If there’s one thing we can say about the Disney era of “Star Wars” movies, everything is amplified.
Whether it’s pictures tweeted out from the set by a director or news of reshoots, the media (especially us here at Business Insider) rush to write it up. A big reason for that is because the current fandom for “Star Wars” is beyond anything the franchise has ever experienced before, and it seems everyone can’t get enough information, whether it’s rumours or facts.
The big difference in today’s “Star Wars” versus when George Lucas made the original trilogy is that there are ten times more outlets writing about it, and thanks to social media, the access to them is instantaneous. Just imagine how social media would have reacted about Ewoks back then!
So of course a director being fired from a “Star Wars” movie is going to be a really big deal.
In today’s Hollywood, being chosen to take on the saga is like getting the industry’s golden ticket. You basically are going to have free reign from then on to work on any project you want — especially if the movie is a hit.
Getting fired (or stepping down over creative differences) from one of the movies doesn’t look good because it gives the impression that you couldn’t swing it, even if the director genuinely just couldn’t mesh with those overseeing the franchise.
The list of directors who have left “Star Wars” projects (that we know of) is small but shows that even a money-making Goliath like Lucasfilm has drama behind the scenes.
Josh Trank left a planned Boba Fett standalone movie in 2015 (he said because he just needed a break from the fans), this summer Chris Mill and Phil Lord left the Han Solo standalone movie with only a month left in production (it was later reported that they were fired by Lucasfilm head Kathleen Kennedy), and on Tuesday Lucasfilm announced it had “mutually chosen to part ways” with C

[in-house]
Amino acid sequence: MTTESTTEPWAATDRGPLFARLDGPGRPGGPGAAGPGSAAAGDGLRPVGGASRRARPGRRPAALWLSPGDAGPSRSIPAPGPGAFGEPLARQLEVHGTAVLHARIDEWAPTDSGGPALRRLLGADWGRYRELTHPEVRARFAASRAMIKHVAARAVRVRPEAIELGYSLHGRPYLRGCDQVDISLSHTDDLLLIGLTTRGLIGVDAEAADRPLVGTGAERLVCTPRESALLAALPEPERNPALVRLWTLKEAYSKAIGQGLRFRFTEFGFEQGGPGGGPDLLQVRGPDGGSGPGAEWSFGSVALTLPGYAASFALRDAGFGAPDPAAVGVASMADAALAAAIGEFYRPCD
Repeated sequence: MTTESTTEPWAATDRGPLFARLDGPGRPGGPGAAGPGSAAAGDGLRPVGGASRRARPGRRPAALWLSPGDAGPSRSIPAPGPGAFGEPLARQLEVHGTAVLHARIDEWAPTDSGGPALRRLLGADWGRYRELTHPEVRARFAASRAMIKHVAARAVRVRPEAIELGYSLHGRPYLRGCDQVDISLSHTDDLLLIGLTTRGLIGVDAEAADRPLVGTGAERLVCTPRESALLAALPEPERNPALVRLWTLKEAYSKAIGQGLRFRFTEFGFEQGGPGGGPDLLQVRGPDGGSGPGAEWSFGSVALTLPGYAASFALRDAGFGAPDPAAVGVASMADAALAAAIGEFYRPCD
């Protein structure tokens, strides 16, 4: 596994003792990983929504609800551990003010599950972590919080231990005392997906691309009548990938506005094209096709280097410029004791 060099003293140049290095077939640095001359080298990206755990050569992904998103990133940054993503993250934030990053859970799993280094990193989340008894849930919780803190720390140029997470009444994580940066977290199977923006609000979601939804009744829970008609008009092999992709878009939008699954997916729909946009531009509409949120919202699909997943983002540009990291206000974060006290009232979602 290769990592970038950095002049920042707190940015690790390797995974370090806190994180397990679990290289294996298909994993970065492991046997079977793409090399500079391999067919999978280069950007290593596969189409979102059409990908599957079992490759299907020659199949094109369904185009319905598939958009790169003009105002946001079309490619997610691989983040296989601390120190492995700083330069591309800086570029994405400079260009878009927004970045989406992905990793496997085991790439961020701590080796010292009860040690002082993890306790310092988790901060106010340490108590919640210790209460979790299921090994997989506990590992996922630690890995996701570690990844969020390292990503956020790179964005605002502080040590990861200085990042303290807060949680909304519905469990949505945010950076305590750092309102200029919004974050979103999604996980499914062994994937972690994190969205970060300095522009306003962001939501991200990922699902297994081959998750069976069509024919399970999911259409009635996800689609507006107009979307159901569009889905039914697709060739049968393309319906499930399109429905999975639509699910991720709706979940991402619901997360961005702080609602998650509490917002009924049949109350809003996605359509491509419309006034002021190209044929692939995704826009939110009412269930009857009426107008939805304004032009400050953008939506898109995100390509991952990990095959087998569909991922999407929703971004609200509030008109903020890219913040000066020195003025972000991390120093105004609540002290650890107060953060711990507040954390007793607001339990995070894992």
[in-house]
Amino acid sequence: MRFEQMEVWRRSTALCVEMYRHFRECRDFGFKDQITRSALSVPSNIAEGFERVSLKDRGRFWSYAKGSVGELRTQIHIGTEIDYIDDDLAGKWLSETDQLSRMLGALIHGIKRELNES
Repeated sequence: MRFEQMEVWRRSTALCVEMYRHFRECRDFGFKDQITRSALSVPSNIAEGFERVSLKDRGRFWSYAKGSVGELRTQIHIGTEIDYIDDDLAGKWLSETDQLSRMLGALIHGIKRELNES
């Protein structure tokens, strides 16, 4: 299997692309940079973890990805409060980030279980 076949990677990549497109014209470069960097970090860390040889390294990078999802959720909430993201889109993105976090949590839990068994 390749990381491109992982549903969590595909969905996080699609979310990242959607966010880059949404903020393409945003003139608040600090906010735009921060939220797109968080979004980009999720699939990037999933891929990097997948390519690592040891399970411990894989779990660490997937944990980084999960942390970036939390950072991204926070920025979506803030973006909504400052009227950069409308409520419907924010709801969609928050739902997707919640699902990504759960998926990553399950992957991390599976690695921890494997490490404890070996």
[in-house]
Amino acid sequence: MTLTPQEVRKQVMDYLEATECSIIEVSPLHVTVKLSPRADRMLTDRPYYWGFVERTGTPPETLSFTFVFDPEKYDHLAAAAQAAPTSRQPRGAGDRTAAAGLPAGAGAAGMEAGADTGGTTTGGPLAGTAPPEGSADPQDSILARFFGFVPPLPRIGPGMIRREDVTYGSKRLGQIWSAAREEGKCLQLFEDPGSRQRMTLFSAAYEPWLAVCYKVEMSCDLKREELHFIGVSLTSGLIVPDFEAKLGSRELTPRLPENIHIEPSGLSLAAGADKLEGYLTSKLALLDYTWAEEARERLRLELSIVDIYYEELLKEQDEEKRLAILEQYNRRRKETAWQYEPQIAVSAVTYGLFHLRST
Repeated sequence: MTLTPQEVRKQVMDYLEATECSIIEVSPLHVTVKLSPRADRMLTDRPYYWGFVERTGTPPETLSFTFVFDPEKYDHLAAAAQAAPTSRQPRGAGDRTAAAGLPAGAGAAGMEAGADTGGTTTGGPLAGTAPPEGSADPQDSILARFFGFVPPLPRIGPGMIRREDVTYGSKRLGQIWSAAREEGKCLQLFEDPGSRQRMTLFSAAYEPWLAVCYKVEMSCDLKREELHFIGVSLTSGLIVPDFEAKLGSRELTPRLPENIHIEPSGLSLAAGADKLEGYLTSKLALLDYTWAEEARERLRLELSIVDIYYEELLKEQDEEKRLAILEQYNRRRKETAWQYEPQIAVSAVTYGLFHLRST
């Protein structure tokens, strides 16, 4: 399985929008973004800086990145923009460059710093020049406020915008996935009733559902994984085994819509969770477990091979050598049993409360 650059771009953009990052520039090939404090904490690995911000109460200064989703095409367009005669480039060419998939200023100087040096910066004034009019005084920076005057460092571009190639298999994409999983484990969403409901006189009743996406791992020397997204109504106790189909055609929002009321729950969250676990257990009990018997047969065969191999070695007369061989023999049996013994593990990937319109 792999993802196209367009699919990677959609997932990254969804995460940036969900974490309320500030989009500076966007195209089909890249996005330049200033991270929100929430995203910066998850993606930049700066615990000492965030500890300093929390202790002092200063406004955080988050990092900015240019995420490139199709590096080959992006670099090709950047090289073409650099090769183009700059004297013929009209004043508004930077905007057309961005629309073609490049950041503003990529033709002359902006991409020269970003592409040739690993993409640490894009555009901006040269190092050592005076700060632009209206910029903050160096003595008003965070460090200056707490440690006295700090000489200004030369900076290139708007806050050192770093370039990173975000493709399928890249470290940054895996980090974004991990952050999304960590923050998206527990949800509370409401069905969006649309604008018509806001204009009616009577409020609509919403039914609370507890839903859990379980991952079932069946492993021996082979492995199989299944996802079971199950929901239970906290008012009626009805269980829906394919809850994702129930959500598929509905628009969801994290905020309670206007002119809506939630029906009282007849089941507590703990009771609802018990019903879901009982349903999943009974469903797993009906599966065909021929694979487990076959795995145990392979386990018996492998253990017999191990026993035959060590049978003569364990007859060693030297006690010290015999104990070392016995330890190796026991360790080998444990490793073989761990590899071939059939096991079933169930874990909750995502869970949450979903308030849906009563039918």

olin Trevorrow, its first choice to direct “Star Wars: Episode IX.”
All of these exits are likely for different reasons, but what they all have in common is that events led to the people who control the current vision of “Star Wars” — Kathleen Kennedy, franchise longtime screenwriter Lawrence Kasdan, among others — losing trust in the directors.
For most movies, when the director and producer (especially when the producer has all the power, whether it be rights to the project for the money) can’t get along, bad things happen. But “Star Wars” has the unique advantage of having incredible resources that it can rebound.
A Boba Fett movie will likely be back on its feet with a new director. Ron Howard is hard at work finishing off the Han Solo movie with no plans of a release date change. And “Episode IX” (which is still in script stage) will soon be taken over by someone else.
And even when the “Star Wars” powers-that-be aren’t into what a director did, they bring in someone to get it right, as was the case with director Gareth Edwards on “Rogue One.” He wasn’t fired, but Lucasfilm brought on Tony Gilroy to direct the reshoots on “Rogue One.”
If there’s one thing we might see change from Lucasfilm in its director choices, it’s the experience level. “Star Wars,” like many franchises, have nabbed young directors who have either made an impressive first movie within the studio system or an ambitious indie film. With Howard coming on to direct the Han Solo movie and veteran English director Stephen Daldry (“Billy Elliot”) reportedly in early work on a standalone Obi-Wan Kenobi movie, we might be seeing Kennedy’s new thinking on how to take on “Star Wars” movies going forward.
The reason why “Star Was” fans should not be concerned about the director drama is that, at this point, it has not affected our enjoyment or, more importantly for Lucasfilm and Disney, the box office performance of the movies.
If the day comes when Kennedy can’t put a band-aid on a problem, that’s when everyone will panic. But with a line around the corner of capable directors, young and old, who want to work on these movies, it’s hard not to come up with the right formula by picture lock.
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